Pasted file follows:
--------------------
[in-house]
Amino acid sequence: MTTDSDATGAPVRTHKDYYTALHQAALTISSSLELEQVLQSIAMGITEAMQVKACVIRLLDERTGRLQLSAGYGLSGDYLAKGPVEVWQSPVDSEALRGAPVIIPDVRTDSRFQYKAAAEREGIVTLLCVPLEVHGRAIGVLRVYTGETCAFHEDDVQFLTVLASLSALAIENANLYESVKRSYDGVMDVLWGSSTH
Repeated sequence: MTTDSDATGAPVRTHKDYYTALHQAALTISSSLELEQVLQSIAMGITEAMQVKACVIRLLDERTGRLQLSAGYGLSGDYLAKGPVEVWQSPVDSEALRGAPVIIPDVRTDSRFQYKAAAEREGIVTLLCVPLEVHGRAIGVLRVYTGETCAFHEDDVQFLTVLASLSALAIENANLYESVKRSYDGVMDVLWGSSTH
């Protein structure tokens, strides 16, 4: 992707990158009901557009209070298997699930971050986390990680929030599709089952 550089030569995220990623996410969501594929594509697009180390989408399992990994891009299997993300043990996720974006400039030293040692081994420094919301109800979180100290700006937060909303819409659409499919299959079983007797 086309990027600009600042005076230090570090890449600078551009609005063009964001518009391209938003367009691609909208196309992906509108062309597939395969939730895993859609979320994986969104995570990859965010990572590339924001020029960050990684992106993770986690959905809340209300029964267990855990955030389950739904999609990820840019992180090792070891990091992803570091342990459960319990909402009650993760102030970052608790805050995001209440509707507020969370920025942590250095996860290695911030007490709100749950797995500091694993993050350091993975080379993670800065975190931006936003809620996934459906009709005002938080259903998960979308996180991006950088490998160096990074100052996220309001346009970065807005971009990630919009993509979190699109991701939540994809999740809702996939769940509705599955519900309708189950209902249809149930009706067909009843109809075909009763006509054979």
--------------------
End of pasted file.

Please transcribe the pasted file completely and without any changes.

[in-house]
Amino acid sequence: MTTDSDATGAPVRTHKDYYTALHQAALTISSSLELEQVLQSIAMGITEAMQVKACVIRLLDERTGRLQLSAGYGLSGDYLAKGPVEVWQSPVDSEALRGAPVIIPDVRTDSRFQYKAAAEREGIVTLLCVPLEVHGRAIGVLRVYTGETCAFHEDDVQFLTVLASLSALAIENANLYESVKRSYDGVMDVLWGSSTH
Repeated sequence: MTTDSDATGAPVRTHKDYYTALHQAALTISSSLELEQVLQSIAMGITEAMQVKACVIRLLDERTGRLQLSAGYGLSGDYLAKGPVEVWQSPVDSEALRGAPVIIPDVRTDSRFQYKAAAEREGIVTLLCVPLEVHGRAIGVLRVYTGETCAFHEDDVQFLTVLASLSALAIENANLYESVKRSYDGVMDVLWGSSTH
């Protein structure tokens, strides 16, 4: 992707990158009901557009209070298997699930971050986390990680929030599709089952 550089030569995220990623996410969501594929594509697009180390989408399992990994891009299997993300043990996720974006400039030293040692081994420094919301109800979180100290700006937060909303819409659409499919299959079983007797 086309990027600009600042005076230090570090890449600078551009609005063009964001518009391209938003367009691609909208196309992906509108062309597939395969939730895993859609979320994986969104995570990859965010990572590339924001020029960050990684992106993770986690959905809340209300029964267990855990955030389950739904999609990820840019992180090792070891990091992803570091342990459960319990909402009650993760102030970052608790805050995001209440509707507020969370920025942590250095996860290695911030007490709100749950797995500091694993993050350091993975080379993670800065975190931006936003809620996934459906009709005002938080259903998960979308996180991006950088490998160096990074100052996220309001346009970065807005971009990630919009993509979190699109991701939540994809999740809702996939769940509705599955519900309708189950209902249809149930009706067909009843109809075909009763006509054979």